- The government has published a consultation paper on proposals to reintroduce fees in the Employment Tribunals and Employment Appeal Tribunal
- The proposal is for a one-off fee of £55 payable on presentation of the claim
- There will be no fee payable at the hearing stage
- There will be no distinction between types of claim
- There will be a fee remission scheme for those unable to afford the fee
- A limited number of claims will be exempt from the fee regime
The government has published a consultation paper which sets out a proposal for introducing modest fees in the Employment Tribunals and the Employment Appeal Tribunal.
The proposed fee is a one-off £55 to bring a claim in the employment tribunal, with no further fee payable when the hearing is imminent, and no distinction (as before) between Type ‘A’ and Type ‘B’ cases. Similarly there would be a £55 to present an appeal to the Employment Appeal Tribunal.
A system for remission from fees will be in place for those who genuinely cannot afford the fees, and some very limited claims will be exempt (mainly, claims against the national redundancy fund, and claims for failure to collectively consult in large scale redundancies).
Where a claim is brought by multiple claimants, the fee would remain at £55 and ‘the claimant’ would be treated as a single entity.
In the EAT, a fee of £55 would be payable per judgment, decision, direction or order of an ET being appealed; if a notice of appeal includes appeals against two ET decisions, the total fee payable would be £110.
The consultation closes on 25 March 2024.
Fees in the ET and EAT were previously in place from July 2013 to July 2017. The 2013 fee regime categorised ET claims into ‘Type A’ or ‘Type B’ claims with different fees payable dependent on whether the claim was a Type A or Type B claim. Type A claims had an issue fee of £160 and a hearing fee of £230, totalling £390 in fees. Type B claims (which covered more complex disputes such as discrimination) had an issue fee of £250 and a hearing fee of £950, totalling £1200 in fees. EAT claims had a £400 issue fee and a £1200 hearing fee, totalling £1600 in fees.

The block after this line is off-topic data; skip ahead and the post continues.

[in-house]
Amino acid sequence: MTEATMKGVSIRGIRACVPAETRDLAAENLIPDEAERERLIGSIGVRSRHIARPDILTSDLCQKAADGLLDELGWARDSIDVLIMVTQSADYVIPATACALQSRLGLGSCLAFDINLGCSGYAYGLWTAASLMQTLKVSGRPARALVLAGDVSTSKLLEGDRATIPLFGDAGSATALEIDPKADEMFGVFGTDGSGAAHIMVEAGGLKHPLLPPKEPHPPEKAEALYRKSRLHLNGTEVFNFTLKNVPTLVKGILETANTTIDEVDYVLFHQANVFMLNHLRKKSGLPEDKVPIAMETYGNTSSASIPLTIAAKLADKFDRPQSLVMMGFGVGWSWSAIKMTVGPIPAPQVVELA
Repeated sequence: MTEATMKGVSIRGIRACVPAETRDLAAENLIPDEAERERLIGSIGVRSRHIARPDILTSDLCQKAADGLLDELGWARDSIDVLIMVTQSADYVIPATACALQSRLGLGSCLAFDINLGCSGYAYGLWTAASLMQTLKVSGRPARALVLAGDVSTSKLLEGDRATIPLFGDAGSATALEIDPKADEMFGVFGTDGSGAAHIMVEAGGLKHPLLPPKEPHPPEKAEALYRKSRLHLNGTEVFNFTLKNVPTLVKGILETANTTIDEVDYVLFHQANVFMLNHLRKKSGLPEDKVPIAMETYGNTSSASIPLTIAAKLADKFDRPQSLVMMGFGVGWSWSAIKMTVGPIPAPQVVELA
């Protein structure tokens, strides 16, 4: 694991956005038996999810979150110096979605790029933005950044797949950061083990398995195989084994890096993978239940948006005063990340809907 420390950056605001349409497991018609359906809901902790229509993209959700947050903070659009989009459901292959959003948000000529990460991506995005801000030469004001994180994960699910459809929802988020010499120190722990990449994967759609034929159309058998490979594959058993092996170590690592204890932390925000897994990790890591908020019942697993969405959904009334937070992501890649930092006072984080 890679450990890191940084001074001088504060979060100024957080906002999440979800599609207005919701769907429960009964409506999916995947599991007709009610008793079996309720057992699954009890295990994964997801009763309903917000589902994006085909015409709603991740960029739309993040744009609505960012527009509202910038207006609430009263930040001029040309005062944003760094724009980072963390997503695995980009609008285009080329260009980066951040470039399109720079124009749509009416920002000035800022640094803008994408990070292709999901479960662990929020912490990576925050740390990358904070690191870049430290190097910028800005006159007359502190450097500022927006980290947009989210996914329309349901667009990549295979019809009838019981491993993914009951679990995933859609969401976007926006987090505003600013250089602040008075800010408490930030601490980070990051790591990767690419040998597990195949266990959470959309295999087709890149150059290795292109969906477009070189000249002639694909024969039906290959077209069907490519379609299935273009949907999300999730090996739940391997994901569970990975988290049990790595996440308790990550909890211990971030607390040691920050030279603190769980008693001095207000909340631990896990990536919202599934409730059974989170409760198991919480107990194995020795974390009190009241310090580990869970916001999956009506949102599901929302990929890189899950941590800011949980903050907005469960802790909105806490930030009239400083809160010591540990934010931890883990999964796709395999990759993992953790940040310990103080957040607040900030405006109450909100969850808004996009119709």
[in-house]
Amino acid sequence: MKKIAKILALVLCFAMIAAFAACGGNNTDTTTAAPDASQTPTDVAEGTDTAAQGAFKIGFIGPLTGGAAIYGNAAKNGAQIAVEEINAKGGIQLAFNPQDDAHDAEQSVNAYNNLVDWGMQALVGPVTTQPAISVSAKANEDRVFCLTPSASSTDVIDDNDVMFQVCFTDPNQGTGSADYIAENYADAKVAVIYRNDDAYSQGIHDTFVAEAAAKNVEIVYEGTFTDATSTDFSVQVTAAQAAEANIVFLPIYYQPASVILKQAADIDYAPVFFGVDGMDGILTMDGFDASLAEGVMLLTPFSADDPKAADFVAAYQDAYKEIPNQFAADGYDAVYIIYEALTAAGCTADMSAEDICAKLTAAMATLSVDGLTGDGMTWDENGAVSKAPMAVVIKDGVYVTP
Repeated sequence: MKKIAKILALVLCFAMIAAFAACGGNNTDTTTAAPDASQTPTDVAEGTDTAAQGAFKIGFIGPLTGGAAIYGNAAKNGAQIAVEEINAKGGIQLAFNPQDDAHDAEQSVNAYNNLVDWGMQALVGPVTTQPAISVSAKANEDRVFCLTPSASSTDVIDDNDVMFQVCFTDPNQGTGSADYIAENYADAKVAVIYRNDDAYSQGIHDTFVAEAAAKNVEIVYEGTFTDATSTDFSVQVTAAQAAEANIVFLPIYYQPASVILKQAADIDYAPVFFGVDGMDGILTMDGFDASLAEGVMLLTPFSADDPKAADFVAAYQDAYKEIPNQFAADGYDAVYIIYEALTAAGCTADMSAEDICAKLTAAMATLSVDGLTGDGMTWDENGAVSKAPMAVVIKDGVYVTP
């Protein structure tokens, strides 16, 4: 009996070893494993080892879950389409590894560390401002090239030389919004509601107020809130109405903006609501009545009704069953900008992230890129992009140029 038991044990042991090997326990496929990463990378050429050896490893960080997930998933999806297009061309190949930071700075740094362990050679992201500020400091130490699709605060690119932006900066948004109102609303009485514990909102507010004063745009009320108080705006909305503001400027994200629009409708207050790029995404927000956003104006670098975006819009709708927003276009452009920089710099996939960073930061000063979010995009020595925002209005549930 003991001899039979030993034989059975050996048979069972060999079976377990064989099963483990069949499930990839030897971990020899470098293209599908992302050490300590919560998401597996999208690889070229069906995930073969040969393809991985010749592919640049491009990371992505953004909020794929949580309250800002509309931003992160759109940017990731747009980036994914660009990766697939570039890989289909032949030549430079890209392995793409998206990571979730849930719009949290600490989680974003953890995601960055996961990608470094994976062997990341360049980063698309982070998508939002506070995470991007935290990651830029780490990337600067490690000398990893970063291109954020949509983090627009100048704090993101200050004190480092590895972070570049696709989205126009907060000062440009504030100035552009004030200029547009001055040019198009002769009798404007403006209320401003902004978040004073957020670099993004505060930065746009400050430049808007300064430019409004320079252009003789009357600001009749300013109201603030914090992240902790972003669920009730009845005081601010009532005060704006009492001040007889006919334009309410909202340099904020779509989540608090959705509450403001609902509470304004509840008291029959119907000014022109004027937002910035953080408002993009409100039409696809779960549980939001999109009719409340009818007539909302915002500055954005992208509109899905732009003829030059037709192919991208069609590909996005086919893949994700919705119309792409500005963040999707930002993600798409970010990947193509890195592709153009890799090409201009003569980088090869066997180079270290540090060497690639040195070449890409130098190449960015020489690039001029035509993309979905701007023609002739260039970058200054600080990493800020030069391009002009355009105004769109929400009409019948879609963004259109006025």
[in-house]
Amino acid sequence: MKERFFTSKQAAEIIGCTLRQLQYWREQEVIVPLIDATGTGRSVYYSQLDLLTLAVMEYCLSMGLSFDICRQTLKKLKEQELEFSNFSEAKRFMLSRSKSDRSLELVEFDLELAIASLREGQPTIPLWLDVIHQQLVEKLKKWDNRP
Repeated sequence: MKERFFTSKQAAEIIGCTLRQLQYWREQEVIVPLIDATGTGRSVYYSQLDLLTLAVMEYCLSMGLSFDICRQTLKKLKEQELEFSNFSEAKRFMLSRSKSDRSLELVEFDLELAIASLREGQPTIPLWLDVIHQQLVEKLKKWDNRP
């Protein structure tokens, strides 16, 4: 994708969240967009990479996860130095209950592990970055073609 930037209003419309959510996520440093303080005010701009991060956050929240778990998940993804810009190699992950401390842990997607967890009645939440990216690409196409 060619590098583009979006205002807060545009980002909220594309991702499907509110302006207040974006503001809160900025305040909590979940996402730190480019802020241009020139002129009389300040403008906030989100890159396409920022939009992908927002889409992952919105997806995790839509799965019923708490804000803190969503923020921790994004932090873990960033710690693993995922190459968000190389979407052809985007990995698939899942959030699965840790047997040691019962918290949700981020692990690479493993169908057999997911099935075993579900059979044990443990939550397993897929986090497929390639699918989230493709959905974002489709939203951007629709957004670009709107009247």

In R (Unison) v The Lord Chancellor the Supreme Court quashed the Fees Order as it held that the fees were unlawful as (a) they were in practice unaffordable, and (b) they rendered pursuing non-monetary and low value claims – which suffered a greater fall in volumes – futile and irrational, which effectively prevented access to justice. Furthermore, the fee structure was found to be indirectly discriminatory against women and individuals with protected characteristics, who were more likely to bring Type B claims and therefore liable to pay the higher fee.
The consultation states that careful consideration has been given to the lessons learned following the Supreme Court judgment, especially in relation to affordability, proportionality and simplicity as the three key principles underpinning a fair and balanced approach to setting fees in the ET and the EAT. Given the low level of fees proposed and the simplicity of the fee regime, it seems unlikely that the current proposal would be susceptible to legal challenge in future.
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